• Graham C says:

      Not sure about Iberia. Finnair on the other hand has been impacted by the Russia flyover ban. It has made some routes unviable so I assume some crew are available there.

      Probably more to it than that though.

    • meta says:

      Finnair at least has much reduced network at the moment due to Russian airspace closure (no Asian routes).

    • Charles Martel says:

      Spain 13.6%
      UK 3.7%

    • Rich says:

      It was all over the news months ago – Finnair impacted by Russian airspace ban. Crew I spoke to on a recent flight were really pleased to be working rather than being furloughed and described the whole situation with them and BA as ‘win-win’. They fly over to London for a 4 day stint then back home for their break.

    • Marcw says:

      Iberia employees benefitted from the Spanish Covid employment protection furlough. However, the employer has to commit to employ the employee for at least 6 months after returning to work.

      The problem IB is facing is they don’t have “enough” Long haul planes.

  • Clive Watts says:

    I think that BA has planned to use Iberia services for some time in advance. I booked a September BA holiday to Malta around a month ago and the return flight on 24th September is already cleared marked as Iberia operated. In fact, I was originally booked on 23rd and BA pulled both flights on that day. When I rebooked on the phone, I was asked if it was OK that the return flight was an Iberia one (to Gatwick).

    • SamG says:

      Iberia Express to Gatwick was long planned. These Iberia mainline aircraft at Heathrow just popped in last week

  • Michael says:

    Currently in Blythswood. Reception staff looked at me like I had two heads when I said stay cool and mentioned the social password. ‘Do you mean the WiFi password?’ 🫤

    • Alan says:

      😂😂😂 Love it!

    • DJ says:

      Did you manage to get something in the end? They are generally quite good at it! I had a spa set to my room when I mentioned “just chill” the last time 🤣

    • RussellH says:

      Similar issue last November. We were checked in by a trainee and my partner used an outdated password. She just looked blank.
      However, there was a manager at a desk off to the right who overheard and came to the room with a spa treat.
      Not actually of interest to my partner, but she said it made an excellent Christmas present for one of her sisters.

    • Peggerz says:

      I’m interested to see if Blythswood check-in staff recognise the code as I’m staying there in a couple of months too…… Any joy?

      • s says:

        when I last stayed, the check-in agent looked so cold and grump that we couldn’t really do the playful password thing – it would have been purely transactional for a freebie and we passed on that!

        • dst87 says:

          This is the sort of experience that makes me sort of hate the social password concept. If the hotels aren’t training folks well, and haven’t instilled the fun & playful approach that Kimpton try to present as… it’s a bit of a disaster and leaves a bad taste.

          Staff at the Kimpton Toronto a few weeks ago also seemed a bit miserable – no social password to try on them though, so it didn’t matter.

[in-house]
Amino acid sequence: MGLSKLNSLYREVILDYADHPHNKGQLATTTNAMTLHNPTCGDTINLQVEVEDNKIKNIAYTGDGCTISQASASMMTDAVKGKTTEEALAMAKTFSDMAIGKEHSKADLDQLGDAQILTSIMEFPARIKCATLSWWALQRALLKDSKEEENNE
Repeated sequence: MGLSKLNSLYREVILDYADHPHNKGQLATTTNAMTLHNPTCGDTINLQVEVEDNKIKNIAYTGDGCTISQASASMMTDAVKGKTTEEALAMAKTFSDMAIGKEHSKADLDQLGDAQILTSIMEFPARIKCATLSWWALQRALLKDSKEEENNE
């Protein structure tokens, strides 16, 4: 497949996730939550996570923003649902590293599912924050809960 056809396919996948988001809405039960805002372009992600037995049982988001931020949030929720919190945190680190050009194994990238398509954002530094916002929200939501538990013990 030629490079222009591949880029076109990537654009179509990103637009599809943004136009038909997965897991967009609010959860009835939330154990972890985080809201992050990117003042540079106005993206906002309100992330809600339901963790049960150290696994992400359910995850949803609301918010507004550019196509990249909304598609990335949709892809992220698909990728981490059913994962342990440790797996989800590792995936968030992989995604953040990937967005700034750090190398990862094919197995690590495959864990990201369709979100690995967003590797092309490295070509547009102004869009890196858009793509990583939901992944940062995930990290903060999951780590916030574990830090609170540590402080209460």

• Brian says:

            Agree. When I last used the social password at the Kimpton in Amsterdam, the check-out staff seemed genuinely delighted – they high-fived me and gave me free breakfast (it was a reward stay, too). The whole thing loses much of its attraction if there isn’t the human warmth involved too.

        • Joe says:

          I stayed in the Kimpton Palomar Philadelphia and also had very brusque, unwelcoming service from the front desk on arrival. Kimpton seems to think it is this edgy, cool brand, but I just don’t see it. I’ll take basic manners and hospitality over cool any day.

  • SamG says:

    I wonder if BA contracts have provisions on the balance of flying vs Iberia etc (US airlines have this)

    Otherwise we could see a longer term shift to Iberia / Iberia Express operating more Spanish routes as BA codeshares like we do on Madrid

    • Nick says:

      No they don’t. The only related equivalent is the size and scope of Cityflyer aircraft at London airports.

  • SamG says:

    There was an interesting eurocontrol report recently – Ryanair is planning above 2019 flying and from what I’ve seen and heard they haven’t had the problems others have had. Though aided by a few things, their main UK bases doesn’t seem to have the problems other airports have and they’ve got bases across Europe to draw on for crewing

    Every Ryanair flight friends have taken over the past few weeks has been early so if you’ve got somewhere to be this summer Ryanair & Stansted/Luton may be the way to go!

    • Marcw says:

      It’s called good planning. That’s all.

    • Dace says:

      Ryanair wipes the floor with BA when it comes to planning and common sense. BA are for me the best case example of a big business being ‘pennywise, pound foolish’.

    • Ivan Korichnevyy says:

      Lucky you ! I have taken 6 FR flights in the last month and all of them (plus a seventh which I booked but didn’t fly) have arrived over 30 minutes late. Then again, I’ve not paid more than £9.99 per sector so mustn’t grumble 🙂

    • Londonsteve says:

      You can add Wizz Air to that list. Their London bases are Luton and Gatwick. No cancelled flights, just reliable on-time service. I always find them enjoyable to fly with, more so than Ryanair. Luton used to be an absolute hole to the detriment of Wizz when compared to flying FR and EZY from either STN or LGW (and the arrival experience is still pretty grim), but since MAG have taken over running STN, I think LTN is now nicer, at least on the departure side. It’s also significantly smaller and you don’t get the massive walk you do from security to FR departure gates at STN, snaking through a shopping mall and constantly blocked by dawdlers who are window shopping with loads of time to kill.